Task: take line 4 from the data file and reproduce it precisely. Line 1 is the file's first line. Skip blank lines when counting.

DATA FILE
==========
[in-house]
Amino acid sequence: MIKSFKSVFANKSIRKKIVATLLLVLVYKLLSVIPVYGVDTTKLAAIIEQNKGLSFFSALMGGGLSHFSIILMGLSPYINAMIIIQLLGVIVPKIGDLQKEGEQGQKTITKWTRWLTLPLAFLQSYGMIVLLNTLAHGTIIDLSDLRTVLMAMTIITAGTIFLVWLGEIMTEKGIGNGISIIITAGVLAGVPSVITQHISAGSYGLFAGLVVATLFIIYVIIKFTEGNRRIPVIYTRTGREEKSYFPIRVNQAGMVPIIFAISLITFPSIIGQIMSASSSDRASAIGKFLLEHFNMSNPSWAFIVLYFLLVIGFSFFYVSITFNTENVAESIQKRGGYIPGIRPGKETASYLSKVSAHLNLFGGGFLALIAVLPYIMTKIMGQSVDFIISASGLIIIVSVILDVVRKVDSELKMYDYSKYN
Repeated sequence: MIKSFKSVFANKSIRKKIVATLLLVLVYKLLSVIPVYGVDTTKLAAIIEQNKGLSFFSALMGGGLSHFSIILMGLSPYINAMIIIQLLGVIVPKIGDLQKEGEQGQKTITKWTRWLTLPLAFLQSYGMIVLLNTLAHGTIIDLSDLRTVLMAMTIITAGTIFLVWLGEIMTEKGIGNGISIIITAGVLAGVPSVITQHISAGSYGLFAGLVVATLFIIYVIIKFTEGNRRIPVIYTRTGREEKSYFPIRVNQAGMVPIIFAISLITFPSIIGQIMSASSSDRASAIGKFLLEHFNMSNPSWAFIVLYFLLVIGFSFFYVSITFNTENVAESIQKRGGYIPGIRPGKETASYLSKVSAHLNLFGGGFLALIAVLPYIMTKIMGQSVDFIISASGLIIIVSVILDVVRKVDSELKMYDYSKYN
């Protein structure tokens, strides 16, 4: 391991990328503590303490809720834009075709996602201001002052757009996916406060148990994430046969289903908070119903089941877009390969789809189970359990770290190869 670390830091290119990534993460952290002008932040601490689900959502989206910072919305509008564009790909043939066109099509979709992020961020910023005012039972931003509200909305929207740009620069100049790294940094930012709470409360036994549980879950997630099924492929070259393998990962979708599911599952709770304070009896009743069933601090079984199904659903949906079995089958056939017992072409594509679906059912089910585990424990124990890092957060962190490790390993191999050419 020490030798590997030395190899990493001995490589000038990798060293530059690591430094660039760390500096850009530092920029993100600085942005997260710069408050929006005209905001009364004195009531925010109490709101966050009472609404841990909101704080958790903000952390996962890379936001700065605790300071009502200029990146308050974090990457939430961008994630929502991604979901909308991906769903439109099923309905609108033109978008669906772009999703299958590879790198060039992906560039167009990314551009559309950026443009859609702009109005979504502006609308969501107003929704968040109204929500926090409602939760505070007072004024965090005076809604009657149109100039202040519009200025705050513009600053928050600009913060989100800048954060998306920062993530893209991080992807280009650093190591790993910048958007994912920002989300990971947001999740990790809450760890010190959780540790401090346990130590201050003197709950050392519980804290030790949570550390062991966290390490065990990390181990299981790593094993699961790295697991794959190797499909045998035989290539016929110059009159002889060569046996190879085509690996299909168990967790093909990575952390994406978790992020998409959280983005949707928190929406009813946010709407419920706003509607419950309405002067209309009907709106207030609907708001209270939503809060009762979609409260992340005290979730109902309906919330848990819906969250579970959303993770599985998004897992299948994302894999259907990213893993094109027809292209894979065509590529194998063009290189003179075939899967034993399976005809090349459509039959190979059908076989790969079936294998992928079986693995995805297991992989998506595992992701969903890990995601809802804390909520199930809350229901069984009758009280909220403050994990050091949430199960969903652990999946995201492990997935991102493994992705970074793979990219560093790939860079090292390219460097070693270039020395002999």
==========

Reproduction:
């Protein structure tokens, strides 16, 4: 391991990328503590303490809720834009075709996602201001002052757009996916406060148990994430046969289903908070119903089941877009390969789809189970359990770290190869 670390830091290119990534993460952290002008932040601490689900959502989206910072919305509008564009790909043939066109099509979709992020961020910023005012039972931003509200909305929207740009620069100049790294940094930012709470409360036994549980879950997630099924492929070259393998990962979708599911599952709770304070009896009743069933601090079984199904659903949906079995089958056939017992072409594509679906059912089910585990424990124990890092957060962190490790390993191999050419 020490030798590997030395190899990493001995490589000038990798060293530059690591430094660039760390500096850009530092920029993100600085942005997260710069408050929006005209905001009364004195009531925010109490709101966050009472609404841990909101704080958790903000952390996962890379936001700065605790300071009502200029990146308050974090990457939430961008994630929502991604979901909308991906769903439109099923309905609108033109978008669906772009999703299958590879790198060039992906560039167009990314551009559309950026443009859609702009109005979504502006609308969501107003929704968040109204929500926090409602939760505070007072004024965090005076809604009657149109100039202040519009200025705050513009600053928050600009913060989100800048954060998306920062993530893209991080992807280009650093190591790993910048958007994912920002989300990971947001999740990790809450760890010190959780540790401090346990130590201050003197709950050392519980804290030790949570550390062991966290390490065990990390181990299981790593094993699961790295697991794959190797499909045998035989290539016929110059009159002889060569046996190879085509690996299909168990967790093909990575952390994406978790992020998409959280983005949707928190929406009813946010709407419920706003509607419950309405002067209309009907709106207030609907708001209270939503809060009762979609409260992340005290979730109902309906919330848990819906969250579970959303993770599985998004897992299948994302894999259907990213893993094109027809292209894979065509590529194998063009290189003179075939899967034993399976005809090349459509039959190979059908076989790969079936294998992928079986693995995805297991992989998506595992992701969903890990995601809802804390909520199930809350229901069984009758009280909220403050994990050091949430199960969903652990999946995201492990997935991102493994992705970074793979990219560093790939860079090292390219460097070693270039020395002999």